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Hyperglycemia, Reduced Hematopoietic Stem Cells, and Outcome of COVID-19

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posted on 21.01.2022, 16:21 by Benedetta Maria Bonora, Paola Fogar, Jenny Zuin, Daniele Falaguasta, Roberta Cappellari, Annamaria Cattelan, Serena Marinello, Anna Ferrari, Angelo Avogaro, Mario Plebani, Daniela Basso, Gian Paolo Fadini
Admission hyperglycemia has emerged worldwide as a predictor of poor COVID-19 outcome. Hyperglycemia leads to a defect in circulating hematopoietic stem/progenitor cells (HSPCs) which, in turn, predicts diabetic complications. Here, we explored whether reduced HSPCs mediated at least part of the prognostic effect of hyperglycemia on COVID-19 outcome. We found that patients with COVID-19 (n=100) hospitalized in a non-intensive setting displayed dramatically (50-60%) reduced levels of HSPCs measured by flow cytometry as CD34+, CD34+CD45dim or CD34+CD133+ cells, compared with controls (n=595). This finding was highly significant (all p<10-10) after multivariable adjustment, or manual 1:1 patient match, or propensity score matching. Admission hyperglycemia (≥7.0 mmol/l) was present in 45% of patients, was associated with a significant further ~30% HSPCs reduction and predicted a 2.6-fold increased risk of the primary outcome of adverse COVID-19 course (admittance to the intensive care unit or death). Low HSPCs were also associated with advanced age, higher peak C-reactive protein and neutrophil/lymphocyte ratio. Independently from confounders, one standard deviation lower CD34+ HSPCs was associated with a >3-fold higher risk of adverse outcome. Upon formal analysis, reduction of HSPCs was a significant mediator of the admission hyperglycemia on COVID-19 outcome, being responsible for 28% of its prognostic effect.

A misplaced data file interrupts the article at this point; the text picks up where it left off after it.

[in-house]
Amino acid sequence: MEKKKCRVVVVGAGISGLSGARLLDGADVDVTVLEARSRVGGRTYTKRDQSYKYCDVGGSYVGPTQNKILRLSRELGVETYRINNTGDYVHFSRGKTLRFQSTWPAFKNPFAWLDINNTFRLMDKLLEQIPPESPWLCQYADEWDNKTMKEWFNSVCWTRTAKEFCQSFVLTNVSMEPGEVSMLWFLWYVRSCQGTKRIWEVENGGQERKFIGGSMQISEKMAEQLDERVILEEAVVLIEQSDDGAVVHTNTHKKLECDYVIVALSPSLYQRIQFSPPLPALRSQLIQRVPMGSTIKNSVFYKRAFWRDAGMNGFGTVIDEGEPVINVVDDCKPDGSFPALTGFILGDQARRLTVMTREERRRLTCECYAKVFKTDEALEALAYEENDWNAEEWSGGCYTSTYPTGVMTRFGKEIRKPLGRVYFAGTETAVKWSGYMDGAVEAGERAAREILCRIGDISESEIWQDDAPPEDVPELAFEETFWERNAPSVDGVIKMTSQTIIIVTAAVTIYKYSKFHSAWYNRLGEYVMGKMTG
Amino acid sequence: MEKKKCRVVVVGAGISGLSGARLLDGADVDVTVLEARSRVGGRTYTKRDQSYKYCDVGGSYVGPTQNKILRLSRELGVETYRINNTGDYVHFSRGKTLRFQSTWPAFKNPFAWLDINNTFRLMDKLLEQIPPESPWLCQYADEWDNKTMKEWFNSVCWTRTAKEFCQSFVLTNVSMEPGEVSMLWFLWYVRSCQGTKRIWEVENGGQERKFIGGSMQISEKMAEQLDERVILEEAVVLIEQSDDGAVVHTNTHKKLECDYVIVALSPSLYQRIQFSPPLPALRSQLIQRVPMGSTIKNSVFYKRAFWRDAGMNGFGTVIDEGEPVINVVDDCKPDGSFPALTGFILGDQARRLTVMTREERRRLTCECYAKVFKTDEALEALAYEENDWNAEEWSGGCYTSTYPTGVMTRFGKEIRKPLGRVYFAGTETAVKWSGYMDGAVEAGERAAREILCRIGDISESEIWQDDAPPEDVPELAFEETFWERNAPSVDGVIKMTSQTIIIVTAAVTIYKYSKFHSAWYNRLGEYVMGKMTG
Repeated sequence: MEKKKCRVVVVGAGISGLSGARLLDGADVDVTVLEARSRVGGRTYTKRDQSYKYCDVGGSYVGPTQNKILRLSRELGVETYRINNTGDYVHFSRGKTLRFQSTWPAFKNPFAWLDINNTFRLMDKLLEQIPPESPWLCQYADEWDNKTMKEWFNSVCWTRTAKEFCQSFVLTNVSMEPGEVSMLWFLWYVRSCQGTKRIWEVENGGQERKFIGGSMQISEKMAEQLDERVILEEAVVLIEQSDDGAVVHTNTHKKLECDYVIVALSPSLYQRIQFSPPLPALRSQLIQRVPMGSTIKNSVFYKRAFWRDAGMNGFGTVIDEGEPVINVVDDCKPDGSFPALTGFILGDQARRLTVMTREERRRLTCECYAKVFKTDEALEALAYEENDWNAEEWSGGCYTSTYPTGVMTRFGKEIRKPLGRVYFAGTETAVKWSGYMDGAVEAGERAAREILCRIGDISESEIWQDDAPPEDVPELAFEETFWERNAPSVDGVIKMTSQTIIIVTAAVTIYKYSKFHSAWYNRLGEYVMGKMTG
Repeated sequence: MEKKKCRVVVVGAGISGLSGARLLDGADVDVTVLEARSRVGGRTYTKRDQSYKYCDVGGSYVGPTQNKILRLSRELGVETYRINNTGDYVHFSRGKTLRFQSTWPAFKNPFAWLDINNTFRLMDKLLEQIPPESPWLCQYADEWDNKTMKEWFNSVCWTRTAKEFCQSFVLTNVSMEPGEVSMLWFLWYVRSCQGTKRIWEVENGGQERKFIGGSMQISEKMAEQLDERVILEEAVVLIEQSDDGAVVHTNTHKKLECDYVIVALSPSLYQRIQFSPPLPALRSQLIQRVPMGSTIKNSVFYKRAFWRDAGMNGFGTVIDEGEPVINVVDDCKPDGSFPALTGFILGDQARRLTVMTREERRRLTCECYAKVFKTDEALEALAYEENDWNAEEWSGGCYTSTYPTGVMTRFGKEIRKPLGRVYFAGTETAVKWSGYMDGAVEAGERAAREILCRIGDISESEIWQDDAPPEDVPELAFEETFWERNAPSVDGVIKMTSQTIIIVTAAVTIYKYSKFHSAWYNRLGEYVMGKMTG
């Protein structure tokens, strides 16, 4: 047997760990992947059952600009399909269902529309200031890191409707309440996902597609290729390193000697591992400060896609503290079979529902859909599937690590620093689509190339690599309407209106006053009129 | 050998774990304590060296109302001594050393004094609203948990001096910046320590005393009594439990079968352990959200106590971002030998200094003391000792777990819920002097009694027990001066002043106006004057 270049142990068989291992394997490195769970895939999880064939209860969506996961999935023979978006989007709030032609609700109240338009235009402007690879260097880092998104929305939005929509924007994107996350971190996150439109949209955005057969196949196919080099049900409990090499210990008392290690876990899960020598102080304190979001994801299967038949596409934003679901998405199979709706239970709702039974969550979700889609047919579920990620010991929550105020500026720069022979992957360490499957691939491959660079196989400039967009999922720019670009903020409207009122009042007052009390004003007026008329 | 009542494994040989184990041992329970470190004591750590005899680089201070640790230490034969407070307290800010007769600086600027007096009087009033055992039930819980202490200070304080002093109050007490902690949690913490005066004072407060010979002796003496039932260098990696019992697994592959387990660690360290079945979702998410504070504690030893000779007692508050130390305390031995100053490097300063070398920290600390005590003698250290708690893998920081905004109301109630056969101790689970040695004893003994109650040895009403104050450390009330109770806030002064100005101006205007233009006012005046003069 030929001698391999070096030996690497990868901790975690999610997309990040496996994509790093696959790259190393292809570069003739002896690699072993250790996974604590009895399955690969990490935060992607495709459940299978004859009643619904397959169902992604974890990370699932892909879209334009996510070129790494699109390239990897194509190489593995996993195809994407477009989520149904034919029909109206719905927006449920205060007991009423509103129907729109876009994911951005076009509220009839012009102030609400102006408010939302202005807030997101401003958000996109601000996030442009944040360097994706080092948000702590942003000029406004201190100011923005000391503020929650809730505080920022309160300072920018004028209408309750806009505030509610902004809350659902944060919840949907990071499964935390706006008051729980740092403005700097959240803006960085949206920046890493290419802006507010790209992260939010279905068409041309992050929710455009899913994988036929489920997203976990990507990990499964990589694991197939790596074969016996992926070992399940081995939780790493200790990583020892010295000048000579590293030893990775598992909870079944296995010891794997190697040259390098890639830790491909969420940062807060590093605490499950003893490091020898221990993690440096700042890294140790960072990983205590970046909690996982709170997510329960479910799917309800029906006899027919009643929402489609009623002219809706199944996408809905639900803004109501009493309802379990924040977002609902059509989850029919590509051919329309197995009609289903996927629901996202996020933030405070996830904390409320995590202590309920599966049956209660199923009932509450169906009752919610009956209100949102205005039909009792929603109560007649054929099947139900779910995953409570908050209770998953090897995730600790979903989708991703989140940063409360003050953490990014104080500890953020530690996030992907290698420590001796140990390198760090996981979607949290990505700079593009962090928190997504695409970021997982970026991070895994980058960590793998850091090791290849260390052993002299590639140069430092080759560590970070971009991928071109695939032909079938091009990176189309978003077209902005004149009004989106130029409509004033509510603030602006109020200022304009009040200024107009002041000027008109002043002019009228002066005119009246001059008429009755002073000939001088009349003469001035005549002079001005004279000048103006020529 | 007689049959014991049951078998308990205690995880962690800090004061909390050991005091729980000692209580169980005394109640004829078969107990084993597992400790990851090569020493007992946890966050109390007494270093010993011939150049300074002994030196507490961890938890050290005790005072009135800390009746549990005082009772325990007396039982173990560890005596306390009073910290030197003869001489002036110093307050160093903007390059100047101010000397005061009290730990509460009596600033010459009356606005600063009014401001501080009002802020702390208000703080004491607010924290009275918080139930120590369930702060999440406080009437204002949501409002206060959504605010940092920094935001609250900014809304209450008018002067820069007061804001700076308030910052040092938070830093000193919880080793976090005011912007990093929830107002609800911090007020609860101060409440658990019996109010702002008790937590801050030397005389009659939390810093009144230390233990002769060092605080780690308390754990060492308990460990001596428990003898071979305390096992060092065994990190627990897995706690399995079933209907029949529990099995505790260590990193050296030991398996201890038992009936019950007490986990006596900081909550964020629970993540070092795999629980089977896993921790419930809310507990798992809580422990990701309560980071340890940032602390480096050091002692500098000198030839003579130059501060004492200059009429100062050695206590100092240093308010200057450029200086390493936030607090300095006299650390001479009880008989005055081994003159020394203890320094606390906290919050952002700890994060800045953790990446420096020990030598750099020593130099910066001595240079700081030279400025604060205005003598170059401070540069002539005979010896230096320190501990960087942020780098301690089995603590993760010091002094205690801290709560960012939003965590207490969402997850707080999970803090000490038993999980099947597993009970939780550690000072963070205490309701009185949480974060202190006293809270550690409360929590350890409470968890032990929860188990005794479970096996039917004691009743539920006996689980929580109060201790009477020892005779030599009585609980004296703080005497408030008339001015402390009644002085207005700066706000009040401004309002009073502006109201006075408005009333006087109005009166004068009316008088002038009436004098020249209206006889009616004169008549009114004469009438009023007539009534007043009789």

Funding

Supported by the Department of Medicine, University of Padova (Fondazione CARIPARO, COVIDIMED project) and by the Italian Ministry of Education, University and Research, 2020 PRIN call (202077EYN7).

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